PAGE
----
AT&T recently revealed that mobile data traffic on its nationwide network has increased 100,000 percent since 2007 and according to estimates from networking giant Cisco Systems, the demand for mobile data isn't going to slow down anytime soon.

Cisco's Visual Network Index notes that current global mobile traffic usage sits at around 2.5 exabytes per month (one exabyte is equal to a billion gigabytes) but by 2019, that figure will soar to 25 exabytes.

Continued smartphone adoption as well as the rapid growth of connected wearables and Internet of Things devices will be the primary causes of the growth. In 2014 for example, there were 109 million wearable devices globally; by 2019, that figure is expected to swell to 578 million.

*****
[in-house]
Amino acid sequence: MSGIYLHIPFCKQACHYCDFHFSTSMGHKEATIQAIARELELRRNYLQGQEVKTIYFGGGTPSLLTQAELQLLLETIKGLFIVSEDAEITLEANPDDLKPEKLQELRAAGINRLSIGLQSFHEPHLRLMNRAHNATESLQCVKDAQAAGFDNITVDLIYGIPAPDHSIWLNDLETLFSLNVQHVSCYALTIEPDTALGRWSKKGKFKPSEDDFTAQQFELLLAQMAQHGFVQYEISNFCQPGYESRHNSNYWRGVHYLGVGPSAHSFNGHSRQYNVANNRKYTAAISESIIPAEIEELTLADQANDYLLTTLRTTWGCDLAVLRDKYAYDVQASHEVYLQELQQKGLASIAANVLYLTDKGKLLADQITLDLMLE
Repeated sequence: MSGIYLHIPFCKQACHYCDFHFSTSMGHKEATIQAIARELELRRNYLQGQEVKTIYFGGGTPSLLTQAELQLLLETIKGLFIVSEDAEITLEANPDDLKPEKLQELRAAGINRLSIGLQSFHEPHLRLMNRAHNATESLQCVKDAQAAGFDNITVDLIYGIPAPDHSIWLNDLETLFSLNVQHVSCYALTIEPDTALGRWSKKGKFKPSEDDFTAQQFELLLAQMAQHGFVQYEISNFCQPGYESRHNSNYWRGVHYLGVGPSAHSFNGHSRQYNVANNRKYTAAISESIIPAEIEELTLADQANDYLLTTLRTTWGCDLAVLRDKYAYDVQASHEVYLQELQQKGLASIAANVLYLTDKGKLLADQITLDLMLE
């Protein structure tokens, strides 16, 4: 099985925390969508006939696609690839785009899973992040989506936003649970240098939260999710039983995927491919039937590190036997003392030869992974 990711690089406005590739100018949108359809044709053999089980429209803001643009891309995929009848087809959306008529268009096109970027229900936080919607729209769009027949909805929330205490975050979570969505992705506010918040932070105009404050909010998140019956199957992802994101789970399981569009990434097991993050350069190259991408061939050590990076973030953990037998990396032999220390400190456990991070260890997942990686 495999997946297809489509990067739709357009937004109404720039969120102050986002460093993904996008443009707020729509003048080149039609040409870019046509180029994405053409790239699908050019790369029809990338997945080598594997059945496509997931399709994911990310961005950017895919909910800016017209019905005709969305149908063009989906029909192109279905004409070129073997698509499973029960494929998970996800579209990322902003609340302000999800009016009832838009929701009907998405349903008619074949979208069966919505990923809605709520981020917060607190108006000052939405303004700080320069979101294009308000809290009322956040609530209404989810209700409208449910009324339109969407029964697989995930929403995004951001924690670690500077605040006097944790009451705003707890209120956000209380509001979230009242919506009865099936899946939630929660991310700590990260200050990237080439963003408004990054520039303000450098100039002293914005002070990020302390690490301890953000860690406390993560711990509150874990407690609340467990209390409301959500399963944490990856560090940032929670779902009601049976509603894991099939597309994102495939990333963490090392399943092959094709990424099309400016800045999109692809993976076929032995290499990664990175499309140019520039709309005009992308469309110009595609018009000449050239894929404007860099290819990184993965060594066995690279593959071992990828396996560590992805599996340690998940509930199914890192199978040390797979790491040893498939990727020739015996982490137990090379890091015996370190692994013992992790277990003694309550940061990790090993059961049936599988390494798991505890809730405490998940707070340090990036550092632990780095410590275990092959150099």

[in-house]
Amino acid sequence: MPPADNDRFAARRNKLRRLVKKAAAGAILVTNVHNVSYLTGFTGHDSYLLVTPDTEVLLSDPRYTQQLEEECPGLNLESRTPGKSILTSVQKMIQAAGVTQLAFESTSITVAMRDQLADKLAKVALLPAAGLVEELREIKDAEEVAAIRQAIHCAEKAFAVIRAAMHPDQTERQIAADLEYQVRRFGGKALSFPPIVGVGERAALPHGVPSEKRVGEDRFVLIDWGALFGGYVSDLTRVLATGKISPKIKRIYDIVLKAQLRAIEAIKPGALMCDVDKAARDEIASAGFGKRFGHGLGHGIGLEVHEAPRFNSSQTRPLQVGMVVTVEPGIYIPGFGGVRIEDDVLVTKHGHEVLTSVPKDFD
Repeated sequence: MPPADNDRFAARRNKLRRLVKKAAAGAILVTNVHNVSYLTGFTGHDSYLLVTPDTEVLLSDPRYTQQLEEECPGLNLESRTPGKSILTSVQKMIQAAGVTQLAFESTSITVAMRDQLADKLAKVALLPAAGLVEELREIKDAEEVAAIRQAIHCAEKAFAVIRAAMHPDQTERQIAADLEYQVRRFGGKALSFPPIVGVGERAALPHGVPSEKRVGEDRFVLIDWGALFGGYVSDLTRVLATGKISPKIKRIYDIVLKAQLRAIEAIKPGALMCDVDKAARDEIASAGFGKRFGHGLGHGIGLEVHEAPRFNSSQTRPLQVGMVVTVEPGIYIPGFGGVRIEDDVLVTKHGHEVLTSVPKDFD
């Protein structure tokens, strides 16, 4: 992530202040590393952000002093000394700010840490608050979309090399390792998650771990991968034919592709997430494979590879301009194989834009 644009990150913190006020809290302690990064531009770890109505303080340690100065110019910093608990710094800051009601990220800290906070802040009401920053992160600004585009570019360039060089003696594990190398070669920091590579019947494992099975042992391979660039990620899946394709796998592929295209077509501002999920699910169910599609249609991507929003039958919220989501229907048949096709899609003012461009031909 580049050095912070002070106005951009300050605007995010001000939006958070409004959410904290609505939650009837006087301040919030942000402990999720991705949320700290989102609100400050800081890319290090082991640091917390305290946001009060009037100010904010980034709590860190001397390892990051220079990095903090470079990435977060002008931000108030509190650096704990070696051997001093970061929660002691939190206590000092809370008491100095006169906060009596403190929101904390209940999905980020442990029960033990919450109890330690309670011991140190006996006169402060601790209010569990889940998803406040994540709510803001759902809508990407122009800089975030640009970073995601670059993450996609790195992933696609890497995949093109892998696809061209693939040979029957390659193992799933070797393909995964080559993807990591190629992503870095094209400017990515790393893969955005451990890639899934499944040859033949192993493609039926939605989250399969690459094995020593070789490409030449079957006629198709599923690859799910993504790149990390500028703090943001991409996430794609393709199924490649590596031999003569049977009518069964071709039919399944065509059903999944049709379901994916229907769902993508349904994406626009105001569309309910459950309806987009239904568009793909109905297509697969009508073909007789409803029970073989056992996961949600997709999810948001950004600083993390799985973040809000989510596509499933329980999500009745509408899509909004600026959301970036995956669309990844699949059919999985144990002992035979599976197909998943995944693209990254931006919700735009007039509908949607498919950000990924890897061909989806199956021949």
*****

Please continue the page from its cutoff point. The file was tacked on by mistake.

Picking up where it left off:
Even still, that doesn't tell the entire story.

Cisco also believes that per-user data consumption will increase from a current average of about 2GB per month to nearly 11GB in the next five years. It's not so much that people will be using more data but instead, they'll have more devices connected to wireless networks under their name.

None of these figures factor in Wi-Fi usage which, in the US alone, takes roughly 66 percent of traffic off of wireless networks.

Equipped with these figures, it's easier to see why wireless carriers were willing to shell out nearly $45 billion in the FCC's most recent spectrum auction. The next auction, slated to take place in 2016, could command just as much - if not more - money.